Texas matches the research qualities that members of the Big Ten’s academia would demand when a new conference partner would be added.

And it would deliver a huge potential market for the fledgling Big Ten cable television network if the state of Texas would be added. Some estimates are that the population for the states in the Big 12 would account for more than 90 million people if Texas was added to the Big Ten.

It would also conservatively mean the Longhorns would make at least $10 million in new athletic revenue because of the new revenue sources the Big Ten’s whopping television network provides, compared with the Big 12's current deal.

But whether they would leave the traditional rivals from the Southwest Conference and the new ones from the Big 12 is debatable. The travel costs would be huge in all sports and the Longhorns would be jumping into a cauldron of potential new opponents like Michigan, Ohio State, Penn State, Wisconsin and Iowa among others.

Texas would have to agree to a revenue sharing deal in place in the Big Ten that is different from the Big 12’s where the teams that appear in the most television games and make the most NCAA basketball tournament appearances earn more money.

And remember how the Texas Legislature became involved with news leaked that Texas was leaving for the Big 12 Conference. It basically paved the way for Baylor and Texas Tech to tag along with Texas and Texas A&M. It would be interesting to see what would happen if Texas announced it wanted to go to the Big Ten by itself.

The Big 12 has been good for Texas. Virtually every sports program is at a level where the Longhorns can legitimately contend for a national championship. It has an intriguing mix of local and regional rivals.

It makes for some fanciful thinking and has a lot of interesting points to think about Texas leaving the Big 12. But I just don’t see it happening – at least at this time -- because of so many obstacles that would exist in the move.

Meni of Manchester, N.H., writes: In regards to the link you had yesterday about the Oklahoma players who were likely first-round selections in the Class of 2011, the guy in College Football News listed Travis Lewis, DeMarco Murray, Quinton Carter and Dominique Franks on his list. I thought Franks declared for the NFL draft, didn’t he?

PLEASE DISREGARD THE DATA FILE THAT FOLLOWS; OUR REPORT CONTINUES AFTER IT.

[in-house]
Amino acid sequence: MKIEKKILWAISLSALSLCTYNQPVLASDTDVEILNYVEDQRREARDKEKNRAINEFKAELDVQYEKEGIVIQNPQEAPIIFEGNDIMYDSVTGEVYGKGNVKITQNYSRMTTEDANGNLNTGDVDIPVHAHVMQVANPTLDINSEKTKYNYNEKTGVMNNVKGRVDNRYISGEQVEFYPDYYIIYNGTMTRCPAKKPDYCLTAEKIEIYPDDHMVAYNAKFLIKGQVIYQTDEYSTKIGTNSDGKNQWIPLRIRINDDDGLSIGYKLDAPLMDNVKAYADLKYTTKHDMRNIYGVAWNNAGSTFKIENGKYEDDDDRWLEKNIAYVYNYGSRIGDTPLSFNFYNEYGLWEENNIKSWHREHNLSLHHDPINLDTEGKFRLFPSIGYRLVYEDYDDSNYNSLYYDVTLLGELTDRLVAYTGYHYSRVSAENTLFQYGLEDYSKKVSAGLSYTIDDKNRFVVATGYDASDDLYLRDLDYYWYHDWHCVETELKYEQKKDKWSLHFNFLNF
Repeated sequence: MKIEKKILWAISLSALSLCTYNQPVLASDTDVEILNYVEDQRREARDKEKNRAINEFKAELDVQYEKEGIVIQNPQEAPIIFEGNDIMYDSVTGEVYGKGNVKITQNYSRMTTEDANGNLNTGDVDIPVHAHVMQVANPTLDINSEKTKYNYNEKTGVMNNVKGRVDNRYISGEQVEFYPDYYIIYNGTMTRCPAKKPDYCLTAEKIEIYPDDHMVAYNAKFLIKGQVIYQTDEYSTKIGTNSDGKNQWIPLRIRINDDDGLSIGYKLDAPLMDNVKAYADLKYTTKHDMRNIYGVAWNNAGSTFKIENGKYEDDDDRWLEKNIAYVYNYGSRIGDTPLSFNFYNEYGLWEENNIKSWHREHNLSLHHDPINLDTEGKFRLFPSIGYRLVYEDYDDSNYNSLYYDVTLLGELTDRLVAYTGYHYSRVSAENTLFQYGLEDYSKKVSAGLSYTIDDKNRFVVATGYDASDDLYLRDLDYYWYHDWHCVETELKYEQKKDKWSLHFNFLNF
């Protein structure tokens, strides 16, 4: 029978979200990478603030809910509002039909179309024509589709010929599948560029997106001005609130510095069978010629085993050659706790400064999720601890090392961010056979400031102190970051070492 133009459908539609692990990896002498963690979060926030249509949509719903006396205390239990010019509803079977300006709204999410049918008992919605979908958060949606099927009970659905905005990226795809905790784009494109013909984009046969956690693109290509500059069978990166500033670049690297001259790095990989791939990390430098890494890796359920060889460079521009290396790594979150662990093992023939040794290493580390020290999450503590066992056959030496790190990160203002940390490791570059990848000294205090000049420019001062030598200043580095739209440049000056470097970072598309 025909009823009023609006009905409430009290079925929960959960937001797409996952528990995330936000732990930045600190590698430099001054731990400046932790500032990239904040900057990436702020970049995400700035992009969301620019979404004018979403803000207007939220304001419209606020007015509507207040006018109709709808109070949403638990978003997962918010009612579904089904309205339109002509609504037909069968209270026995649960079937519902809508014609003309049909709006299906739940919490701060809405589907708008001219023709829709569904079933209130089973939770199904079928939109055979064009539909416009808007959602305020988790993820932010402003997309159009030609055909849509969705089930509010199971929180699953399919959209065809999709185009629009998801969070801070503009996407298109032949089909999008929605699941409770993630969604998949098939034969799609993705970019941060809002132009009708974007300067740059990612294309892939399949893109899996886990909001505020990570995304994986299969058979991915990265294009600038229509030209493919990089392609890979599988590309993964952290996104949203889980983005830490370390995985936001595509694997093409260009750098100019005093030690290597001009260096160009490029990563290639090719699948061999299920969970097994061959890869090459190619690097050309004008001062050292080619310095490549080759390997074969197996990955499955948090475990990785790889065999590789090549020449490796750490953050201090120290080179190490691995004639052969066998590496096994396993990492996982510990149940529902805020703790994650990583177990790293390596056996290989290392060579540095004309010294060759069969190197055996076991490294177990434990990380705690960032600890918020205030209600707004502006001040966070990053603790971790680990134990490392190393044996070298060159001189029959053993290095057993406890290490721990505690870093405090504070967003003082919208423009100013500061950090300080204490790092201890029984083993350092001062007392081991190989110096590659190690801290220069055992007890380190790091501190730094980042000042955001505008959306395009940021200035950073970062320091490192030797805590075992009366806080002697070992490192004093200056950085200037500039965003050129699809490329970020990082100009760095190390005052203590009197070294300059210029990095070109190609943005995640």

Tim Griffin: Meni, you are correct. Franks declared for the draft shortly before the deadline. Most draft analysts have him going in the third or fourth round. He’s a very determined player and I think his speed should help him make an NFL squad as a special-teams player, making him an intriguing sleeper pick.

Steve Sutton from Ozona, Texas, writes: Tim: Interesting story about players who exceeded recruiting expectations, showing how uncertain the recruiting process is. I was wondering if you might elaborate on some of the more celebrated misses during the time of your survey.

Tim Griffin: Steve, I hope I was able to showcase how inexact recruiting can actually be. But I think the player in the most celebrated Big 12 player in recent seasons who has failed to live up to expectations was Colorado running back Darrell Scott, who was the No. 2 running back in the nation in 2008 and had an 89 ranking by ESPNU. He played with the Buffaloes during his freshman season before leaving the team midway through the season in 2009. His next playing situation is unknown at this time.

Of course, the player ranked ahead of him at running back has been a bust as well. Jermie Calhoun of Oklahoma was the No. 1 running back in the 2008 class, but redshirted and then gained only 220 yards and scored a touchdown in his redshirt season. Calhoun had trouble getting a chance at playing time behind Chris Brown and DeMarco Murray last season. It will be interesting if he develops and gets more of a chance for a playing time in 2010 after Brown’s graduation.